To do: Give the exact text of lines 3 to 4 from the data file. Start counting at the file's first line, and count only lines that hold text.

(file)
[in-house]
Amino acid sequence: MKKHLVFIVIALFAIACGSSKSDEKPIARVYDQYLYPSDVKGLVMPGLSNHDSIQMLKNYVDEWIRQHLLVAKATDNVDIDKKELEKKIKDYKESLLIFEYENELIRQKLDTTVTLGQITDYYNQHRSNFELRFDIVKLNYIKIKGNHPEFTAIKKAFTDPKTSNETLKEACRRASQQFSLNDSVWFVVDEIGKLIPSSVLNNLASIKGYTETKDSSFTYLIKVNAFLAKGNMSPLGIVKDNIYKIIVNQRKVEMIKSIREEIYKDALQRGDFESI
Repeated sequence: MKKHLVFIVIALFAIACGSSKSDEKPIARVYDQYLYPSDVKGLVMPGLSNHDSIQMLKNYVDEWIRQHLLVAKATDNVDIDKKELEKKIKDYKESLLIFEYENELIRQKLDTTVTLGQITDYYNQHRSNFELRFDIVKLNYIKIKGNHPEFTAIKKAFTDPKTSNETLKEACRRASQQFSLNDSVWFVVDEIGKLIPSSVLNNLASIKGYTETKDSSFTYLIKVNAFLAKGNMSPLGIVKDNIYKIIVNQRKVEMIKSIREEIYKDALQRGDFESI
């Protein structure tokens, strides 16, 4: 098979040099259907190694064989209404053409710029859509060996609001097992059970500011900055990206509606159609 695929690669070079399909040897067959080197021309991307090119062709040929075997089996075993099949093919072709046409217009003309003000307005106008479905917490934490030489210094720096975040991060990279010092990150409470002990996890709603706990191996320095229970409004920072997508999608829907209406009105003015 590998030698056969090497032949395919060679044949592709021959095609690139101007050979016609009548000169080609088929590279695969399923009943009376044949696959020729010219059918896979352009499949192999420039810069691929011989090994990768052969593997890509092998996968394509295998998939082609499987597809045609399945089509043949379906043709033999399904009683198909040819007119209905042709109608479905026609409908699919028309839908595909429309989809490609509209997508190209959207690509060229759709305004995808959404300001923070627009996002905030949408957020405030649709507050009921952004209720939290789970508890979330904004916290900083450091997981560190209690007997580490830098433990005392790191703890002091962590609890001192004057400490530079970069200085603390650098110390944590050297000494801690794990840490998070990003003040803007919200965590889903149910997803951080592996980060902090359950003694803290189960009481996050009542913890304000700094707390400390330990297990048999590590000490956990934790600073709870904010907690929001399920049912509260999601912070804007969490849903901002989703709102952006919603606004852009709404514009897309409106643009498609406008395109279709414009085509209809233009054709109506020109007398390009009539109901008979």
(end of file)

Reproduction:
Repeated sequence: MKKHLVFIVIALFAIACGSSKSDEKPIARVYDQYLYPSDVKGLVMPGLSNHDSIQMLKNYVDEWIRQHLLVAKATDNVDIDKKELEKKIKDYKESLLIFEYENELIRQKLDTTVTLGQITDYYNQHRSNFELRFDIVKLNYIKIKGNHPEFTAIKKAFTDPKTSNETLKEACRRASQQFSLNDSVWFVVDEIGKLIPSSVLNNLASIKGYTETKDSSFTYLIKVNAFLAKGNMSPLGIVKDNIYKIIVNQRKVEMIKSIREEIYKDALQRGDFESI
């Protein structure tokens, strides 16, 4: 098979040099259907190694064989209404053409710029859509060996609001097992059970500011900055990206509606159609 695929690669070079399909040897067959080197021309991307090119062709040929075997089996075993099949093919072709046409217009003309003000307005106008479905917490934490030489210094720096975040991060990279010092990150409470002990996890709603706990191996320095229970409004920072997508999608829907209406009105003015 590998030698056969090497032949395919060679044949592709021959095609690139101007050979016609009548000169080609088929590279695969399923009943009376044949696959020729010219059918896979352009499949192999420039810069691929011989090994990768052969593997890509092998996968394509295998998939082609499987597809045609399945089509043949379906043709033999399904009683198909040819007119209905042709109608479905026609409908699919028309839908595909429309989809490609509209997508190209959207690509060229759709305004995808959404300001923070627009996002905030949408957020405030649709507050009921952004209720939290789970508890979330904004916290900083450091997981560190209690007997580490830098433990005392790191703890002091962590609890001192004057400490530079970069200085603390650098110390944590050297000494801690794990840490998070990003003040803007919200965590889903149910997803951080592996980060902090359950003694803290189960009481996050009542913890304000700094707390400390330990297990048999590590000490956990934790600073709870904010907690929001399920049912509260999601912070804007969490849903901002989703709102952006919603606004852009709404514009897309409106643009498609406008395109279709414009085509209809233009054709109506020109007398390009009539109901008979």